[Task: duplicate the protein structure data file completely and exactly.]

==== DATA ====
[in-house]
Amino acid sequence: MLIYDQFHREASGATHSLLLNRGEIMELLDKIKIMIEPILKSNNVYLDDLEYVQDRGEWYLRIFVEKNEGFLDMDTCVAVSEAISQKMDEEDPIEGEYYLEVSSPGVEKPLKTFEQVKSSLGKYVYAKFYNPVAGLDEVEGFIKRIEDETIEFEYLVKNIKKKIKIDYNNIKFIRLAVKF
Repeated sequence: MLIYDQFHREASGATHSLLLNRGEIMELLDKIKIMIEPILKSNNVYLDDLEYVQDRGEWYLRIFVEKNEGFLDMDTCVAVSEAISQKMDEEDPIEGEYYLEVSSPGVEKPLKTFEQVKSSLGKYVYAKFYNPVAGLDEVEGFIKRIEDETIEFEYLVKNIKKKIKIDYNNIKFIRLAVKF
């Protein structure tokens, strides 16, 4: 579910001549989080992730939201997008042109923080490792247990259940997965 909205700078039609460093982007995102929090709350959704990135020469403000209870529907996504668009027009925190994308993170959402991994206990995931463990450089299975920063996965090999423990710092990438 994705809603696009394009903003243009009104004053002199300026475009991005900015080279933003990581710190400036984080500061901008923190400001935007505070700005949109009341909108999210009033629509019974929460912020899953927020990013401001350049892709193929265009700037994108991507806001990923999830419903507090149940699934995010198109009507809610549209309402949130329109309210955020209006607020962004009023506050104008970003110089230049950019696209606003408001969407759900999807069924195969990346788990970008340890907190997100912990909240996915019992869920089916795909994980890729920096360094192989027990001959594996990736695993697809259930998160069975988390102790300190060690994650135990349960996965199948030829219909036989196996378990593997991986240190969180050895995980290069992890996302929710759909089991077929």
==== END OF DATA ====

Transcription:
[in-house]
Amino acid sequence: MLIYDQFHREASGATHSLLLNRGEIMELLDKIKIMIEPILKSNNVYLDDLEYVQDRGEWYLRIFVEKNEGFLDMDTCVAVSEAISQKMDEEDPIEGEYYLEVSSPGVEKPLKTFEQVKSSLGKYVYAKFYNPVAGLDEVEGFIKRIEDETIEFEYLVKNIKKKIKIDYNNIKFIRLAVKF
Repeated sequence: MLIYDQFHREASGATHSLLLNRGEIMELLDKIKIMIEPILKSNNVYLDDLEYVQDRGEWYLRIFVEKNEGFLDMDTCVAVSEAISQKMDEEDPIEGEYYLEVSSPGVEKPLKTFEQVKSSLGKYVYAKFYNPVAGLDEVEGFIKRIEDETIEFEYLVKNIKKKIKIDYNNIKFIRLAVKF
């Protein structure tokens, strides 16, 4: 579910001549989080992730939201997008042109923080490792247990259940997965 909205700078039609460093982007995102929090709350959704990135020469403000209870529907996504668009027009925190994308993170959402991994206990995931463990450089299975920063996965090999423990710092990438 994705809603696009394009903003243009009104004053002199300026475009991005900015080279933003990581710190400036984080500061901008923190400001935007505070700005949109009341909108999210009033629509019974929460912020899953927020990013401001350049892709193929265009700037994108991507806001990923999830419903507090149940699934995010198109009507809610549209309402949130329109309210955020209006607020962004009023506050104008970003110089230049950019696209606003408001969407759900999807069924195969990346788990970008340890907190997100912990909240996915019992869920089916795909994980890729920096360094192989027990001959594996990736695993697809259930998160069975988390102790300190060690994650135990349960996965199948030829219909036989196996378990593997991986240190969180050895995980290069992890996302929710759909089991077929």